Lane realised that he had now developed abdominal surgical technique to a point where this was possible and decided to operate on some patients with very severe constipation. Gratified by the results of this first surgery, he then performed total colectomies as a cure for "auto-intoxication". This condition had no medical or scientific credibility and at a meeting of the Royal Society of Medicine in London to discuss the topic in 1913 many of Lane's enemies seized the opportunity to attack his ideas and to publicly humiliate him. Lane's reputation was irreversibly damaged and despite being asked to lead the British army's surgical service during World War One and setting up the first plastic and reconstructive surgery unit to cope with war injuries, he never recovered. After the war he left Guy's Hospital and soon retired from medicine.

In 1926, still convinced that auto-intoxication was a genuine disorder, he appeared to have completely changed his mind about removing the colon. In an extraordinary volte-face he started promoting exercise, fruit and vegetables and bran cereal as the answer to bowel problems. Using his many royal and society connections he set up The New Health Society to promote programmes of health education that mirror those present today. Lane wrote columns in the newspapers, held public lectures and improved the distribution of fruit and vegetables. In this he was 40 years ahead of his time.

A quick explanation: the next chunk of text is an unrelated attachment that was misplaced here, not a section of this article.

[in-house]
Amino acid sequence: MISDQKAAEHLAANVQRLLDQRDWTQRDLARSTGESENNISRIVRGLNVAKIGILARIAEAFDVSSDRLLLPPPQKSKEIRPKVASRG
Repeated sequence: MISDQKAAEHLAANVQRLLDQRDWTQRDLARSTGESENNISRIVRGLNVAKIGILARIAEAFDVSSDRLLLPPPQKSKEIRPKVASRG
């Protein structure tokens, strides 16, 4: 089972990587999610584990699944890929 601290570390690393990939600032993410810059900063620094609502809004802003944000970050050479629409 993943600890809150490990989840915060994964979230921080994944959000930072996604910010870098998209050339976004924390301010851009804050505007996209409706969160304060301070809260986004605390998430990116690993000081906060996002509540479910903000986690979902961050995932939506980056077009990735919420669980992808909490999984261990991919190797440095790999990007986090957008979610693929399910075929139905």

Lane's syndrome

(Otherwise Lane's disease or Arbuthnot Lane syndrome).

A syndrome prevalent in women characteised by colonic inertia, contraction and lack of relaxation of the pelvis muscles, and rectal obstruction.

The Doctors Dilemma

Lane is sometimes unfairly quoted as the model for George Bernard Shaw's scurrilous surgeon in his play The Doctors Dilemma. This is not true. Shaw himself stated that he had written the play before he had ever heard of Lane. The original of Cutler Walpole according to Shaw was an Ear Nose and Throat surgeon in London who had made a fortune by performing an unnecessary operation to extirpate the uvula. Lane and Shaw never met, but Shaw was an admirer of his. He was fascinated by Lane's opinions about the speed of evolution and the two had corresponded on the subject.

Quotations include:

  • The man whose first question after what he considers to be a right course of action has presented itself, is 'What will people say?' is not the man to do anything at all.
  • If everyone believes a thing it is probably untrue!
  • If you get a rude letter, always send a polite one back. It's much better.


Lane married first Charlotte Jane Briscoe (died q2 1935 aged 78), daughter of John Briscoe, son of Major Briscoe. They had issue. Sir William married second Hendon 25 September, 1935 Jane Mutch (died Bridport q4 1966 aged 82), sister of Sir William's son-in-law, Nathan Mutch.

He died from being run over during a wartime blackout outside the Athenaeum Club in Pall Mall.

External links

Baronetage of the United Kingdom
Preceded by
New Creation
(of Cavendish Square)
Succeeded by
William Arbuthnot-Lane